According to Todd Zolecki of MLB.com, the belief is that Jayson Werth could seek a contract similar to the seven-year, $120 million deal Matt Holliday received from the Cardinals last winter.
Scott Boras stated his new client’s case for big dollars on Friday.
“We have, in my mind, probably the most coveted offensive player in the free-agent market,” Boras said. “Carl Crawford is a really great player, but the truth of the matter is, Werth scores as many runs, and his on-base percentage is the same. Werth is a guy that can play center field and has played center field recently. He’s a Gold Glove-type outfielder. Crawford is, too. But the big difference is that Werth has 87 home runs over the last three years and Crawford has 42. Werth is really a middle-of-the-lineup guy. I think when he bats third, he’ll be a 110-to-120-runs-scored guy and a 100-RBI guy. And I think teams that are looking for a right-handed bat view Werth as a middle-of-the-lineup guy.”
It’s true that Werth has a big advantage over Crawford in the OPS department. He also helps balance a team’s lineup from the right side of the plate. But that’s where the comparison ends. Crawford, 29, is nearly two years younger than the 31-year-old Werth and is arguably the best left fielder in the major leagues. If any player gets a seven-year contract this offseason, it will be Crawford.
As our own Matthew Pouliot mentioned earlier this week, the more realistic benchmark for Werth is the four-year, $66 million contract Jason Bay received from the Mets last winter. For what it’s worth, Pouliot ranked Werth as the No. 3 free agent this offseason and Crawford No. 2.
The Phillies haven’t closed the door on re-signing Werth, but two MLB officials told Jeff Fletcher of AOL Fanhouse that the Tigers seem like a likely landing spot. The fun begins in less than 24 hours.
The Mets traded centerfielder Curtis Granderson to the Dodgers for cash considerations or a player to be named later, the teams announced late Friday night. Granderson was rumored to be drawing interest from teams earlier in the week, and found a landing place after slashing .256/.360/.721 since the start of the month. In a corresponding move, the Dodgers designated right-hander Dylan Floro for assignment to clear roster space for the outfielder.
As a whole, the 36-year-old’s 2017 campaign has been a tad underwhelming. Granderson entered Saturday batting .228/.334/.481 with 19 home runs and an .815 OPS through 395 PA, and accrued 1.7 fWAR to the 5.1 fWAR he produced during his pennant-winning, MVP-contending season in 2015. Still, with under $4 million remaining on his contract, another 20+ homer season around the corner and the defensive chops to man center field, it looks like a prudent deal for the Dodgers as they continue to bulldoze their way to the playoffs this fall.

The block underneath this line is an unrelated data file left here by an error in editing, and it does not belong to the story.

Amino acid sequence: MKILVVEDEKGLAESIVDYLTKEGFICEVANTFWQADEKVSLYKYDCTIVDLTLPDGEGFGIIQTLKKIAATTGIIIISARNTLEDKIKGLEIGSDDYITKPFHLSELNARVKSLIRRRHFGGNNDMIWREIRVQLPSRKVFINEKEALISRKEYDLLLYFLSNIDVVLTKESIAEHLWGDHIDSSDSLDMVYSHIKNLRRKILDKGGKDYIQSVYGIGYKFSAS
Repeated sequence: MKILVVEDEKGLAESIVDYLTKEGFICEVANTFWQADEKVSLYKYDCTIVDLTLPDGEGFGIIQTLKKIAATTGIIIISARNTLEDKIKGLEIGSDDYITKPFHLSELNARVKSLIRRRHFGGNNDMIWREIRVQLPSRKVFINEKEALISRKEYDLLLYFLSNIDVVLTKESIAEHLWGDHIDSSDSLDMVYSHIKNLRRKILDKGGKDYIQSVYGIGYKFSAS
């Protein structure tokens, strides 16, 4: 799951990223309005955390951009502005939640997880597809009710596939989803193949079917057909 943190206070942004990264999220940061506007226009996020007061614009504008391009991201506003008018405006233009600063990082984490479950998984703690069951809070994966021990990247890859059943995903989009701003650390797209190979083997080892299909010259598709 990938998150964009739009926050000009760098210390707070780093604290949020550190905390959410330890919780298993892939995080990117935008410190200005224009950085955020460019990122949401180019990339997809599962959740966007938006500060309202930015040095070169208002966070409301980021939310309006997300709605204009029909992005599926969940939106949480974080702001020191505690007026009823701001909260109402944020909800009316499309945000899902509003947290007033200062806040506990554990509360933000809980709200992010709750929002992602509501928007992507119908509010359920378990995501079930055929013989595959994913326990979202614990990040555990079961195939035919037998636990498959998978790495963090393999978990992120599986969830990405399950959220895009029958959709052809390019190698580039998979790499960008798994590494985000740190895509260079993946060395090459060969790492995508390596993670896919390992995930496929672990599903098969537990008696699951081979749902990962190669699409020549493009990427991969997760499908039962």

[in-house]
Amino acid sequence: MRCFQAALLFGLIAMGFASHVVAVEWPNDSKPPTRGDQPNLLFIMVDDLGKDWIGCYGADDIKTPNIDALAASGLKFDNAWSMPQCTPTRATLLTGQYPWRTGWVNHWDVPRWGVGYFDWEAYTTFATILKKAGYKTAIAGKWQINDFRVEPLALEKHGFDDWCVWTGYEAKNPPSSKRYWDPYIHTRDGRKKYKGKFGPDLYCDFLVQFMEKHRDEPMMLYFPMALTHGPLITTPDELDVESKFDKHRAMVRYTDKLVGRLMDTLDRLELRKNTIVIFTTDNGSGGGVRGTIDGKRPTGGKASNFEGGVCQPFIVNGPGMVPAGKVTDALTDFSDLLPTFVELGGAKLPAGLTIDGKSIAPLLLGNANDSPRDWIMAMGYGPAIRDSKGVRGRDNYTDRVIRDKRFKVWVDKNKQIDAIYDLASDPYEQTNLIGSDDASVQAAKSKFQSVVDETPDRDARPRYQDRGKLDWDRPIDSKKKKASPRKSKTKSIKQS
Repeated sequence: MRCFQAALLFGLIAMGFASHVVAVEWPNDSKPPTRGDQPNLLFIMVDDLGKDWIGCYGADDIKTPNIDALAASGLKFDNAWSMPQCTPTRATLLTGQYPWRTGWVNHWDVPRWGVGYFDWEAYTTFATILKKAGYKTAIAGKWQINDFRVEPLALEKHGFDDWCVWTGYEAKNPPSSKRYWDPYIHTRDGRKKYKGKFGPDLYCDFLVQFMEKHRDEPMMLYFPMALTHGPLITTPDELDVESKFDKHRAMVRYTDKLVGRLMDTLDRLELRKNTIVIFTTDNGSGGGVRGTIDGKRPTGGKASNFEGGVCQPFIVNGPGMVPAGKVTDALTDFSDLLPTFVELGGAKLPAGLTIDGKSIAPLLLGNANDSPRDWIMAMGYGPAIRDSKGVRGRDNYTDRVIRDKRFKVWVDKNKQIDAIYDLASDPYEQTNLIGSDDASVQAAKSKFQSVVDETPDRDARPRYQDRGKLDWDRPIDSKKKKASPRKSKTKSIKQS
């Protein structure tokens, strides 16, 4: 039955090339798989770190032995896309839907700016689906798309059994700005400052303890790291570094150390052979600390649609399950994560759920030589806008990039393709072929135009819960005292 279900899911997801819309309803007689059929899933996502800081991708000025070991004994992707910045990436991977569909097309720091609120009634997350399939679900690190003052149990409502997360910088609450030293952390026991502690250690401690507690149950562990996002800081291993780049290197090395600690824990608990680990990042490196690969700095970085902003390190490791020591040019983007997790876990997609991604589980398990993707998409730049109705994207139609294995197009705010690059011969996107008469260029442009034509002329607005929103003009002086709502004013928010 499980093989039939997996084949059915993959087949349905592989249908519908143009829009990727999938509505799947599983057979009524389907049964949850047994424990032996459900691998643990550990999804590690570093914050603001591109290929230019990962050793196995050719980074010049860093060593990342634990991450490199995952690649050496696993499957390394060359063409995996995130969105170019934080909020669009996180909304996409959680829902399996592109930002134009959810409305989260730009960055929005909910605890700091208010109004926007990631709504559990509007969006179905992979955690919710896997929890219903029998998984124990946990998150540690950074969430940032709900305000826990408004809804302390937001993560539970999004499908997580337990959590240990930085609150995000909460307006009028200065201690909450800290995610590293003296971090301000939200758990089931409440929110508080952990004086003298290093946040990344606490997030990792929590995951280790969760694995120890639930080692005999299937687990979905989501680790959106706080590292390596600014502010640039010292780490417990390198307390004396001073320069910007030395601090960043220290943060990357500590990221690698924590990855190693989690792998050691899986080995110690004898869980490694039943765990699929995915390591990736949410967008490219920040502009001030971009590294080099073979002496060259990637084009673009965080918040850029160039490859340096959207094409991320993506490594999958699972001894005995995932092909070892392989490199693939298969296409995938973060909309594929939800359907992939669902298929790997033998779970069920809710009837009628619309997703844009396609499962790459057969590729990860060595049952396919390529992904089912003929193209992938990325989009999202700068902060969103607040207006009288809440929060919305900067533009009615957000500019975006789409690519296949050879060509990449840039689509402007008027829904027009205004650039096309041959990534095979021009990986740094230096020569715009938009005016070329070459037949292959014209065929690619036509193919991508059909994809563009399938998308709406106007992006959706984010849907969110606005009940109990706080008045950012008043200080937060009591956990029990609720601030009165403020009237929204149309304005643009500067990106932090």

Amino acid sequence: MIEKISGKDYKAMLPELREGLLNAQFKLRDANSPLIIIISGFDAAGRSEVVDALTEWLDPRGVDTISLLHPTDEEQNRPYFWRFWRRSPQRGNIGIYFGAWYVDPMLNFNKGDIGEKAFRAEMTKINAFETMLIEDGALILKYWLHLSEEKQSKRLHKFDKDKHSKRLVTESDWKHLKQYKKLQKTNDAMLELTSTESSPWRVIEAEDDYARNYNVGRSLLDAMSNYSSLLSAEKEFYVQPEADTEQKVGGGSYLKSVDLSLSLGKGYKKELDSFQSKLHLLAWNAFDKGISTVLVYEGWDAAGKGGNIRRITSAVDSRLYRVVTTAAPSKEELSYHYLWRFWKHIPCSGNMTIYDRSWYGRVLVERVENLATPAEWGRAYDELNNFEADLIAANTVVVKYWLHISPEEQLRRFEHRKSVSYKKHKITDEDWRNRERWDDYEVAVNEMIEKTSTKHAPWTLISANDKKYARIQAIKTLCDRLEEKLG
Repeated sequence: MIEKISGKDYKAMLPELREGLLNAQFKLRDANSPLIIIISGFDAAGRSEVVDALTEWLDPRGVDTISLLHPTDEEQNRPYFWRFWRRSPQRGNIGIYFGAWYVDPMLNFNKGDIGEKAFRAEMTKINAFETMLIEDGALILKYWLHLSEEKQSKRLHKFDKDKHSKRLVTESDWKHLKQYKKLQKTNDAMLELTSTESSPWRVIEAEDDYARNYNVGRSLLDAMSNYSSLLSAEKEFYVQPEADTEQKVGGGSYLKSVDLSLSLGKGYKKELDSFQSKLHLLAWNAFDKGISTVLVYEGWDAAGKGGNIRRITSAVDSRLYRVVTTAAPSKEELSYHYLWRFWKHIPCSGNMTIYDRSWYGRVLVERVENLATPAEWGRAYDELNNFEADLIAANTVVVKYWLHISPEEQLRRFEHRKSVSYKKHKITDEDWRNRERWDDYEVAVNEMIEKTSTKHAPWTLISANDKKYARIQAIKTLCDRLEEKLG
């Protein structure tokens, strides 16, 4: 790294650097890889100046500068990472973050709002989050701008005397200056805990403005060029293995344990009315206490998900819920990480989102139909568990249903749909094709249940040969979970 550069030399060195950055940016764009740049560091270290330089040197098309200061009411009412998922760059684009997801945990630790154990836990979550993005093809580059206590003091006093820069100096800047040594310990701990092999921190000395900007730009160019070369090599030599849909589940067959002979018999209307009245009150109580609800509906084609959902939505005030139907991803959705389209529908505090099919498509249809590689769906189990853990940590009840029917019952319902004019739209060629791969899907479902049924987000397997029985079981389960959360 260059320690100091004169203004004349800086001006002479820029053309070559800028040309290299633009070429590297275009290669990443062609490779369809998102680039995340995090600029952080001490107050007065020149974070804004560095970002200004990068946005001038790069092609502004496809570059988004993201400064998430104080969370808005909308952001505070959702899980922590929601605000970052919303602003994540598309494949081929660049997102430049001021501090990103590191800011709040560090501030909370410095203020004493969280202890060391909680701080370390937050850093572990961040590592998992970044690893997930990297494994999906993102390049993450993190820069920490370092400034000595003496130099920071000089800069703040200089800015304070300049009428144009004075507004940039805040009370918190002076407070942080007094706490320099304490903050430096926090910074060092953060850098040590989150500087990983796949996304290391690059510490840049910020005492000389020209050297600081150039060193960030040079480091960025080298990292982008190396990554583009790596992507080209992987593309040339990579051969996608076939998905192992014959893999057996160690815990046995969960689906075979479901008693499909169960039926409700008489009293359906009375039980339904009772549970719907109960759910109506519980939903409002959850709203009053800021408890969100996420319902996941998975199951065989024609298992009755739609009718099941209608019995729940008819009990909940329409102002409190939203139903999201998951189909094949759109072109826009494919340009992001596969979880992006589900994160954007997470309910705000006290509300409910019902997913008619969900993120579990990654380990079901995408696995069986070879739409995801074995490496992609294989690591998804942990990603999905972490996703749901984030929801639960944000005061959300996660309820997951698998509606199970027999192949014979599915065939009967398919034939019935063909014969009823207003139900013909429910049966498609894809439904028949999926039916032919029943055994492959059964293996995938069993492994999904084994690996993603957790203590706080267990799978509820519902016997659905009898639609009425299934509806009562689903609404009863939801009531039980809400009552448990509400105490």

The club has yet to outline their plans for Granderson, but his addition to a crowded outfield could displace centerfielder Joc Pederson, who turned in a meager .214/.329/.415 batting line through 292 PA in 2017. It could also have ramifications for fellow veteran Andre Ethier, assuming he’s healthy enough to compete for a starting role when he comes off the 60-day disabled list in September. The Mets, meanwhile, are expected to lean more heavily on rookie outfielder Brandon Nimmo, who’s made just five starts this season after struggling to get consistent playing time on the field.
Indians’ right-hander Corey Kluber was removed from the sixth inning of his start on Friday night, bringing a streak of 14 starts with 8+ strikeouts to an unfortunate end after he sprained his right ankle. Kluber stumbled off the mound while trying to field a base hit from Eric Hosmer and was seen visibly limping as he moved to cover first base. He was allowed to stay in the game for one more batter, but quickly yielded a three-pitch single to Melky Cabrera and left the mound with head athletic trainer James Quinlan.
It was a poor ending to another strong outing by the right-hander, who delivered 5 1/3 innings of one-run, four-strikeout ball and took his 12th win of the season after the Indians amassed a nine-run lead. Postgame comments by Cleveland skipper Terry Francona suggest that Kluber isn’t facing a serious setback after sustaining the sprain, however, and might even be good to go by the time his next start comes around on Wednesday.
While the Royals escaped Friday’s loss without injury, the 10-1 drubbing pushed them 6.5 games back of the division lead and half a game behind the Twins and Angels for the second AL wild card berth. They’ll host a rematch on Saturday at 7:15 ET, with left-hander Jason Vargas set to face off against Indians’ righty Trevor Bauer.